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When $x$ and $y$ are two iid random variables, I want show if $$E(x\mid x>y)<1$$ can be determined:

[1] without knowledge of the distribution of the random variables; and

[2] if $x$ and $y$ have standard normal distribution

Moreover, I also want to show whether $$E(x\mid x>c)<E(1\mid x>c)$$ where $c$ is some constant.

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up vote 1 down vote accepted

There is no chance that any universal bound on $E(x\mid x\gt y)$ can hold: try $x$ and $y$ with support included in $[a,b]$, then $E(x\mid x\gt y)$ belongs to $[a,b]$ as well. If $a\geqslant1$, then $E(x\mid x\gt y)\lt1$ is wrong. Thus:

[1] does not hold in general.

If $x$ and $y$ are i.i.d. standard normal, then $s=x+y$ and $t=x-y$ are i.i.d. centered normal hence $E(x\mid x\gt y)=\frac12E(s+t\mid t\gt0)=\frac12(E(s)+E(t\mid t\gt0))$. Since $s$ is centered and $t$ has variance $2$, $E(x\mid x\gt y)=\frac12E(t\mid t\gt0)=\frac12\sqrt2E(x\mid x\gt0)$. Since $E(x;x\gt0)=1/\sqrt{2\pi}$ and $P(x\gt0)=\frac12$, one gets $E(x\mid x\gt y)=1/\sqrt\pi$. Thus:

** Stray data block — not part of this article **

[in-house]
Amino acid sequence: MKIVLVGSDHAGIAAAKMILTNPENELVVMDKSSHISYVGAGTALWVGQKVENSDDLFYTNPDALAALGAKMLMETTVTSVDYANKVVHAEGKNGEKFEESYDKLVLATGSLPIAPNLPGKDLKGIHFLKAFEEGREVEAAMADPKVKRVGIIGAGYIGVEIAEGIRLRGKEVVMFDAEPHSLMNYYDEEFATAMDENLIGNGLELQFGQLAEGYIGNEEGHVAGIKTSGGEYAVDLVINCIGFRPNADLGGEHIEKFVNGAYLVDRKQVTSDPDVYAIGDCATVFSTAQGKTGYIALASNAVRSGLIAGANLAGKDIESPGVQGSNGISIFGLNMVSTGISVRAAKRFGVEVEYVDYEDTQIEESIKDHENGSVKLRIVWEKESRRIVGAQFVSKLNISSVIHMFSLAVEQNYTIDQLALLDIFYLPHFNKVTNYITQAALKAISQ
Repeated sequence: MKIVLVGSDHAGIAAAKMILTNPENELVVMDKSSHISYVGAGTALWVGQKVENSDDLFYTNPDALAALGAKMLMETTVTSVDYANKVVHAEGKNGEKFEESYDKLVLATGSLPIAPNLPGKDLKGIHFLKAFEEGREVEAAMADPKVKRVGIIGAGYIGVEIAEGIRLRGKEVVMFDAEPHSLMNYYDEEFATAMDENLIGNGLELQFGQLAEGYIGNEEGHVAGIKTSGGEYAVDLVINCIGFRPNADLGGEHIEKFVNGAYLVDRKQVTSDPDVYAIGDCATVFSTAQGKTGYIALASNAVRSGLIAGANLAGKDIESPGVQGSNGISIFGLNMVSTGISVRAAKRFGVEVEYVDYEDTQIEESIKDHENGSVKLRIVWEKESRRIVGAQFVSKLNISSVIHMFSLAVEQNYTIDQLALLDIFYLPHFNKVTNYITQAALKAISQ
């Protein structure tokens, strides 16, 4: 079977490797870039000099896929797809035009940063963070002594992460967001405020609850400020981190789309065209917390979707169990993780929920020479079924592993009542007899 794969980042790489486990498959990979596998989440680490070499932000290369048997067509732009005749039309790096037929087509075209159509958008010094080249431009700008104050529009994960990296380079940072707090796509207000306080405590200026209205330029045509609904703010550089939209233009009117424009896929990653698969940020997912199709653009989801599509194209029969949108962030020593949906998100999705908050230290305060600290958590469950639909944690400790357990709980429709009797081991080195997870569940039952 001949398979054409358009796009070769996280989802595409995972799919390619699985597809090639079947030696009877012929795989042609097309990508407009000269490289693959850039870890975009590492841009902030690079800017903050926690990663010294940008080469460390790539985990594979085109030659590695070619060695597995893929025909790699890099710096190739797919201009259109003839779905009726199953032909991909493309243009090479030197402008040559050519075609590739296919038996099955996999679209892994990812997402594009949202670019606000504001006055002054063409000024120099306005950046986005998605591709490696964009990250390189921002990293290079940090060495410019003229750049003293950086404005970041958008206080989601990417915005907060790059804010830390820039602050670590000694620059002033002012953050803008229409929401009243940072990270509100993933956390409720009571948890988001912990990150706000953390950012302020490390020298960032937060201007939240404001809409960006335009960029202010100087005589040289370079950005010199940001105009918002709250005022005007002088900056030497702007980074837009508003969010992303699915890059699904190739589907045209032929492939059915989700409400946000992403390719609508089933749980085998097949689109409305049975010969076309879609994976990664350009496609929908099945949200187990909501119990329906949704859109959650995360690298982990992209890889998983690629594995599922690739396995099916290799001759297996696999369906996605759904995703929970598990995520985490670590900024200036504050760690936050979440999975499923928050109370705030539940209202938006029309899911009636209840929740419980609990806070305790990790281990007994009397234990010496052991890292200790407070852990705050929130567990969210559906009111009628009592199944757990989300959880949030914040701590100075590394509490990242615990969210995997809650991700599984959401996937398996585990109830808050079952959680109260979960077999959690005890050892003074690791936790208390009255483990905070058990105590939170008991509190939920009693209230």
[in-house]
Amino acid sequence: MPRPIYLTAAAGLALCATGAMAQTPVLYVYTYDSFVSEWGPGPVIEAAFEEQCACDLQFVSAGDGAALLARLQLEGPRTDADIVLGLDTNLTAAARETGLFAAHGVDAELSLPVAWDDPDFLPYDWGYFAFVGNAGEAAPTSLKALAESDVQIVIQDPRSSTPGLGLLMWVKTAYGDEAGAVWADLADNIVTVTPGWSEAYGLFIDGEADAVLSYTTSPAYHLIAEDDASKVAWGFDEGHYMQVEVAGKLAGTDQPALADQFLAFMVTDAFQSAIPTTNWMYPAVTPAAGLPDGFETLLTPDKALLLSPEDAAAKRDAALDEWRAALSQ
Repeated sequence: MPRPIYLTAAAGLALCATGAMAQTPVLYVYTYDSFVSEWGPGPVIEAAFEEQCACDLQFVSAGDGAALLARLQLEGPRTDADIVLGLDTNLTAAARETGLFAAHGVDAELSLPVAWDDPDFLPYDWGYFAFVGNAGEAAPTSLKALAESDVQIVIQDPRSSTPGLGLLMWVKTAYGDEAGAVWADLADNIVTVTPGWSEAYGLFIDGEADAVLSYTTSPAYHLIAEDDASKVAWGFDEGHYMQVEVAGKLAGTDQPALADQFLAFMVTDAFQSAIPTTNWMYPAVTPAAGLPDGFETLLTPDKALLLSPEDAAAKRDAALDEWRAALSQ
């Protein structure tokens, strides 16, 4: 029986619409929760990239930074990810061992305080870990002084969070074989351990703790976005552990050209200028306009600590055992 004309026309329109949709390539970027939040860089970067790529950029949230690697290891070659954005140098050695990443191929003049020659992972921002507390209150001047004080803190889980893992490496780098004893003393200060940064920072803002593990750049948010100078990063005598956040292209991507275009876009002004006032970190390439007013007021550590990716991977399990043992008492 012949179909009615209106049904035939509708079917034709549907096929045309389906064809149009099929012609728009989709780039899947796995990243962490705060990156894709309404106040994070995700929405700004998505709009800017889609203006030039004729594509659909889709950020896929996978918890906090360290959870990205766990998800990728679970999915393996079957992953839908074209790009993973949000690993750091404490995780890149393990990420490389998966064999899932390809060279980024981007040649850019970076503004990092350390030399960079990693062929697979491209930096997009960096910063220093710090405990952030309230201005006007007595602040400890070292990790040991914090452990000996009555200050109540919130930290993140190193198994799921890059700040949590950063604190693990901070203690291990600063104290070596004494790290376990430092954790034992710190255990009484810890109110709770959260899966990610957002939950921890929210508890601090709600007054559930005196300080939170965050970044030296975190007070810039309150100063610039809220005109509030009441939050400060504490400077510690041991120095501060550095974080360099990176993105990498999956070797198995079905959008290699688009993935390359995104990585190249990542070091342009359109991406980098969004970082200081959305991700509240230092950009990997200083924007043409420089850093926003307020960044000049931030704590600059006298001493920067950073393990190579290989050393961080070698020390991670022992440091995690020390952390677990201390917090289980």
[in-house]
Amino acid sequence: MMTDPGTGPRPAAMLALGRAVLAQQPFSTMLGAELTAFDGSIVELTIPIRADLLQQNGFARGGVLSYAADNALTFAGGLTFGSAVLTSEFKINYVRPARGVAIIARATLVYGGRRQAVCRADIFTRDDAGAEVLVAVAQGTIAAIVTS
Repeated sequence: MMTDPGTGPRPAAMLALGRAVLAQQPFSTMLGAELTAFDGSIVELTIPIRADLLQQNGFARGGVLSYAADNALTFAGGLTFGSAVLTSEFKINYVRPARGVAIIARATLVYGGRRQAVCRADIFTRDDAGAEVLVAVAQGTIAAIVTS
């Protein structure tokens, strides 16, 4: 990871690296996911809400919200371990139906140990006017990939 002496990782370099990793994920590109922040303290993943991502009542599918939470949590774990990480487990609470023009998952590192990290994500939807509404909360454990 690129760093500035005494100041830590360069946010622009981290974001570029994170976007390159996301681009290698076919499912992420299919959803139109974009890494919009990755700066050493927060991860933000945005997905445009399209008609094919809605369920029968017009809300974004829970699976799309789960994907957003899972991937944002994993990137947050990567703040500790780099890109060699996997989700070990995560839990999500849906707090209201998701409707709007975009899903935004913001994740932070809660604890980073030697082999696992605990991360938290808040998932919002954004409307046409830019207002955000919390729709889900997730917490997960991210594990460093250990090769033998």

[2] holds, namely, $E(x\mid x\gt y)\lt1$ when $x$ and $y$ are i.i.d. standard normal, but maybe not for the reasons you imagined.

The third inequality you are interested in is equivalent to $E(x;x\gt c)\lt P(x\gt c)$. Once again, there is no chance this can hold in general since, for example, $E(x;x\gt c)\geqslant c P(x\gt c)$. Thus:

[3] does not hold in general.

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